... his papers on three-dimensional algebraic curves(1907)and on pseudospherical three-dimensional space(1885), where the impossibility of putting such a space into Euclidean four-dimensional space and the possibility of its being placed in a Euclidean five-dimensional space are proved.

Brill also wrote on determinants, elliptic functions, special curves and surfaces. He wrote articles on the methodology of mathematics and on theoretical mechanics. In 1911 he published the book *Vorlesungen zur Entführung in die Mechanik raumerfullender Massen*. It is reviewed in [10]:-

This book has a twofold design, to serve as an introduction to the mathematical treatment of the mechanics of a continuous medium, and to employ for that purpose the ideas set forth by Heinrich Hertz in his 'Mechanics'. Much interest has always been felt in various "economic" statements of the laws of nature, and some day an interesting monograph will doubtless fill up the outline sketched by Mach, tracing back the principle that "Nature always acts by the simplest and most perfect means" to the schoolmen if not to Aristotle, setting forth the first triumph of the principle in suggesting to Fermat the famous law of swiftest propagation of light, and not omitting Maupertuis and the "principle of least action." ... Professor Brill sets out the Hertzian system, and illustrates it by examples. It is curious to note that the example chosen of non-holonomous systems, in which the constraints are expressible by a differential equation unintegrable per se, is as simply dealt with by direct application of Newton's second law, which avoids what Professor Brill terms the "delicate considerations and special precautions" necessary in applying Lagrange's equations. The book is divided into four sections, dealing with material particles and rigid bodies, the mechanics of fluids, of elastic solids, and with the electro-magnetic theory of light. It possesses high interest as indicating a sequence in the branches of mathematical physics discussed, for the co-ordination of a student's progress in the working of mathematical machinery, with his progress in familiarity with the physical problems to be treated, is a matter which is far from invariably being well regulated.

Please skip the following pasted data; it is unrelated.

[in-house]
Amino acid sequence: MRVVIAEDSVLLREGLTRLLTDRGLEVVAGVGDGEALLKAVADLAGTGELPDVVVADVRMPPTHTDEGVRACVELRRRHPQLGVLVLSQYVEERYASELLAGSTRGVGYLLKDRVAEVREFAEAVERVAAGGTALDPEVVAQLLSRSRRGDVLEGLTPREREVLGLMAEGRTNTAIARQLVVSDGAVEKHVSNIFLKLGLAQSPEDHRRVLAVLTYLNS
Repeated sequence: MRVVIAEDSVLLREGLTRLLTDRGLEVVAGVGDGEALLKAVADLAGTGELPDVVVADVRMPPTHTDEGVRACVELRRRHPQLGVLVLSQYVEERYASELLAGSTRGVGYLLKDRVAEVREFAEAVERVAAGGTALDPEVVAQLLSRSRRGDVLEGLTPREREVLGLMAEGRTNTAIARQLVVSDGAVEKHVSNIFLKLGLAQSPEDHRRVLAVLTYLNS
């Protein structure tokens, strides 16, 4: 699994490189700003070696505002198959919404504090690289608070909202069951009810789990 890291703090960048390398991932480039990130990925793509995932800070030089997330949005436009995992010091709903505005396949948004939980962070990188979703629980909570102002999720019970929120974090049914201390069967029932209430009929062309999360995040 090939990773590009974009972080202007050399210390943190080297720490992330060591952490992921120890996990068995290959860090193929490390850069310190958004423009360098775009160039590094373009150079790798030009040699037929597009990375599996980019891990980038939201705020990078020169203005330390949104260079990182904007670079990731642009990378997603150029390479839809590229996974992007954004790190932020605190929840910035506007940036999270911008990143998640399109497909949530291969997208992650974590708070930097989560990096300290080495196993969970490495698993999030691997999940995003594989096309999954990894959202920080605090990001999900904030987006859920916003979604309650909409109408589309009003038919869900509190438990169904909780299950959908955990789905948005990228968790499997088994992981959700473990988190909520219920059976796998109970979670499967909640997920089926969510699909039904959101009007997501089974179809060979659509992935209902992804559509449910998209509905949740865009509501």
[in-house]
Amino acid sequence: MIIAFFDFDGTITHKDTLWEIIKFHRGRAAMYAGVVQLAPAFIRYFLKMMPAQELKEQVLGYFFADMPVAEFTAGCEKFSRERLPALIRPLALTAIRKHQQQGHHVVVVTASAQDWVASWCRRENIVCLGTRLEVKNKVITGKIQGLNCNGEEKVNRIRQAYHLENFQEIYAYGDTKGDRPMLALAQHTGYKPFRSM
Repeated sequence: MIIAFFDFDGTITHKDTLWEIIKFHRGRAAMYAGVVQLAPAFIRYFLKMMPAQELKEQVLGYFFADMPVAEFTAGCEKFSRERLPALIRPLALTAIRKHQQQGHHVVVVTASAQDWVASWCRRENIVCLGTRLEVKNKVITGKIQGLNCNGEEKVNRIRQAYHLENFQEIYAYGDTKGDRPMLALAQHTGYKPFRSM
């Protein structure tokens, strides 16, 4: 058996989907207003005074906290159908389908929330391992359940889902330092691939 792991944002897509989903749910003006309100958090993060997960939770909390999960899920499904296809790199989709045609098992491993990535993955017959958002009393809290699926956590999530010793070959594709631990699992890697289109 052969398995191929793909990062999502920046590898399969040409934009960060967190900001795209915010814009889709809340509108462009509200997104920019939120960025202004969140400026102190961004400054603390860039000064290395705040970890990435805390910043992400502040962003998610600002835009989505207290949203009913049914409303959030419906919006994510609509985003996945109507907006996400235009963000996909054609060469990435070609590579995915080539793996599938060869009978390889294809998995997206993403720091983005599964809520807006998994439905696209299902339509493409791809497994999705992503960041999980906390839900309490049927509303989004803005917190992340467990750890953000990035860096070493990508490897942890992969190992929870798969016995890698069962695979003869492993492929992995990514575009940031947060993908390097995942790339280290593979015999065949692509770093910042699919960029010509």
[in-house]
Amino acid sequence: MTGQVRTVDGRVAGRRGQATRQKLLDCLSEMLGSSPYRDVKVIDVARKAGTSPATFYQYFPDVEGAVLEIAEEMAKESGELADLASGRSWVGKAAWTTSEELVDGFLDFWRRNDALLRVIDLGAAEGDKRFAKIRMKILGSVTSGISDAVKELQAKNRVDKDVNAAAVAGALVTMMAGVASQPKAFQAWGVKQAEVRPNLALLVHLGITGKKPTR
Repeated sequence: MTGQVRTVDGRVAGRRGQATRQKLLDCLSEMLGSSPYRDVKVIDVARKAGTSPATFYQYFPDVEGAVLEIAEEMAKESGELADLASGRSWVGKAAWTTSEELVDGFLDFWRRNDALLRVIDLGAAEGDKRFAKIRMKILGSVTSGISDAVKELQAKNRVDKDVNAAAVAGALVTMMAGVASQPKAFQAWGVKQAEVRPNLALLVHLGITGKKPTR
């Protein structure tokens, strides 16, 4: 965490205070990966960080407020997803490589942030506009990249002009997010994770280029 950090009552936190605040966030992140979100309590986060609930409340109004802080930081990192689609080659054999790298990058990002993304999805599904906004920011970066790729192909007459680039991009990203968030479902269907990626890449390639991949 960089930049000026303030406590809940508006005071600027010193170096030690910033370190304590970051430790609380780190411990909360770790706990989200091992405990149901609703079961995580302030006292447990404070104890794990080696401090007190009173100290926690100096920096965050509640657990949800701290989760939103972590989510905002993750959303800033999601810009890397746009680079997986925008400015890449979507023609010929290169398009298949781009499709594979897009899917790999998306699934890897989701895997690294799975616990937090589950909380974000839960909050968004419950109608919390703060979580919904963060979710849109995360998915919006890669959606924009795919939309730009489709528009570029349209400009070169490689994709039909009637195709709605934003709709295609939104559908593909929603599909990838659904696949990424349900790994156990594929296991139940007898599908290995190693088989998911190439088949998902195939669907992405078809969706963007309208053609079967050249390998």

In 1912 Brill published *Das Relativitätsprinzip. Eine Einführung in die Theorie* in *Jahresbericht der deutschen Mathematiker-Vereinigung*. Edwin Bidwell Wilson writes in a review [12]:-